Geographic Minerals

Halite (Mineral)

Halite (Mineral)

Halite (/ˈhælaɪt/ or /ˈheɪlaɪt/) is a very common and well-known mineral, commonly known as rock salt; its chemical name is sodium chloride (Na Cl). It is present in solid masses, and in the oceans and salt lakes, as a dissolved solution. The mineral is usually colorless or white but can also be light blue, dark blue, purple, violet, red, orange, yellow, or gray depending on the presence of other compounds, impurities, and structural or isotopic anomalies in the crystals. Halite occurs on all continents in beds that range from some meters to quite 300 m (1,000 feet) in thickness.

Halite is mainly a sedimentary mineral which typically forms in arid climates where water evaporates from the oceans. It also occurs with other minerals depositing evaporites, such as some of the sulfates, halides, and borates. The name halite is derived from the Ancient Greek word for salt, ἅλς (háls). Underground Halite deposits are mostly mined by digging deep into the salt layer and bringing hot water into a brine that dissolves the salt easily. The brine is diluted and then drained out with dissolved salt.

Halite cubes from the Stassfurt Potash deposit

Today, halite occurs on the surface in playas in areas where evaporation exceeds precipitation, such as in the Badwater Basin salt flats in Death Valley National Park. Extensive underground beds in the United States and Canada range from western New York’s Appalachian basin to parts of Ontario and under much of Michigan Basin. Other deposits are in Ohio, Kansas, New Mexico, Nova Scotia, and Saskatchewan. The Khewra salt mine could be a massive deposit of halite near Islamabad, Pakistan. Deformation of halite beds often results in salt plugs being extruded from overlying sediments, as with salt domes and diapirs.

Rock Salt, which is most commonly available, is regrown from evaporated salt brine and is not the natural crystals. Halite also arises from evaporation at salt springs where salty water in a salt deposit falls out of the ground and precipitates as rounded globular masses. Salt has quite a variety of applications. Most of the salt produced is crushed and utilized in the winter on roads to regulate the buildup of snow and ice. Significant amounts of salt are employed by the industry. For humans and most animals, salt is an important nutrient and it is also a preferred seasoning for many forms of food. Salt is a mineral everyone knows about.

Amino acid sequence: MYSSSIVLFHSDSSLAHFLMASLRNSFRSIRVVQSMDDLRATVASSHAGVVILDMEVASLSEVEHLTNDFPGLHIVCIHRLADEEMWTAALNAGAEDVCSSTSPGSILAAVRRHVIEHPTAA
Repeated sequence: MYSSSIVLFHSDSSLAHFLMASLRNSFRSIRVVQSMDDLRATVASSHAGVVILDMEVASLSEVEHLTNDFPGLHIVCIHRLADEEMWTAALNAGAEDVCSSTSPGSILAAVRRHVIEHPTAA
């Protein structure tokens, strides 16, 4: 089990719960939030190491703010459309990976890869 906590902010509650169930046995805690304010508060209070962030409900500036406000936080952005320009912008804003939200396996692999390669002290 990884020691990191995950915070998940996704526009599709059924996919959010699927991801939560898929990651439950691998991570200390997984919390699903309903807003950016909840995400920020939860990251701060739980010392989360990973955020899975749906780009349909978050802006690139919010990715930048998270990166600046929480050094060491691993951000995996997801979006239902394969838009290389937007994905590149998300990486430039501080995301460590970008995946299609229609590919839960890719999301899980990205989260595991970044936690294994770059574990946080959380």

In France, and a few other localities, rare, purple, fibrous vein filling halite is found. Halite crystals called hopper crystals to tend to be “skeletons” of the standard cubes, with the edges present and the depressions of stairs on, or rather in, each face of the crystals. In some underground salt deposits like Texas and Louisiana, salt is pushed upwards by an underground force through soft ground and forms arched structures referred to as salt domes. These deposits are also significant salt mining sources and are special geological formations.

The Sifto Salt Mine is the vastest underground salt mine in the world. Using room and pillar mining methods it produces over 7 million tons of rock salt per year. It is situated in Ontario, Canada, half a kilometer under Lake Huron. Although the color range of Halite are often caused by impurities, the deep blue and violet colors are literally caused by defects within the space lattice, and therefore the pink and peach colors of the many dry lake Halite specimens are caused by bacteria from various algae.

Halite from the Salton Sea 4 inches (10 centimeters)

Artificial Halite can be easily produced as crystals by allowing for the evaporation of a saturated salt water solution. As the brine evaporates and the crystal grows, hopper-shaped cubes can form. In fact, a few Halite specimens on the market are artificially grown crystals shaped in that way. Halite is additionally often used both residentially and municipally for managing ice. Because brine (a solution of water and salt) includes a lower temperature than pure water, putting salt or saltwater on ice that’s below 0 °C (32 °F) will cause it to melt this effect is termed freezing-point depression.

Enormous halite deposits are being worked into salt mining. Some of its most common uses are as a food seasoning, melting snow and ice for road protection, as salt licks for cattle (these provide the cattle with salt, which is important for their health), and for medicinal use. Halite is also the primary mineral of the sodium and chlorine elements. Deep blue and infrequently purple crystals, including those with color zoning, have come from the potash mines within the Carlsbad area, Eddy Co., New Mexico.


Information Sources:

  3. wikipedia